Life-sentence prisoners ‘should get in-cell telephones’
Internal report also suggests rehabilitation should start as soon as sentences begin
In-cell phones are being piloted in the Independent Living Skills Unit in Wheatfield Prison in Dublin. File photograph: Alan Betson
The Irish Prison Service should consider providing life-sentence inmates with telephones in their cells to prevent them becoming institutionalised, an internal report states.
Video-conferencing facilities such as Skype should also be made available so prisoners can stay in touch with family members living abroad or relatives who have difficulty visiting because they are not very mobile, it says.
The report, released to The Irish Times under the Freedom of Information Act, was compiled by a committee made up of staff from several criminal justice agencies, including two prison governors.
Many of the report’s recommendations focus on administrative reforms such as starting a prisoner’s rehabilitation process as soon as they begin their sentences rather than when their first parole hearing is due.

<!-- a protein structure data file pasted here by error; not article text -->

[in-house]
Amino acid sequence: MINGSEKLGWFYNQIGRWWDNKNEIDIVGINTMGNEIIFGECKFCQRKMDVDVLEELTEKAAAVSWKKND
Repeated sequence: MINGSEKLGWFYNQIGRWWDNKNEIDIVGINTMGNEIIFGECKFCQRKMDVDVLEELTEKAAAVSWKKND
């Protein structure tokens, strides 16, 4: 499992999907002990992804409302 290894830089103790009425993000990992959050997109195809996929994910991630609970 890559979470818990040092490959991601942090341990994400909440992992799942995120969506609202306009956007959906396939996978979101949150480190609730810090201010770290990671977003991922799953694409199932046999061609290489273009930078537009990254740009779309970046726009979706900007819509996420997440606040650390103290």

Others include the expansion of “Independent Living Skills Units” which grant prisoners a large amount of freedom within prisons, including setting their own menus.
The report recommends “consideration should be given to provision of in-cell phones (subject to normal governance and restrictions) for people serving life sentences to maintain regular contact with their families – as is being piloted in the ILSU in Wheatfield [Prison in Dublin].”
The report continued: “Video-conferencing, such as Skype, should be made available in all prisons to facilitate contact with elderly or less mobile relatives, and family living in other jurisdictions.”
The Prison Service has been clamping down on the use of illicit mobile phones in prison with some success; 525 phones were seized in 2016, down from 1368 in 2011.
The proportion of the prison population serving life terms has risen steadily over the years, from 4.5 per cent in 2001 to nearly 9 per cent today – one of the highest rates in Europe.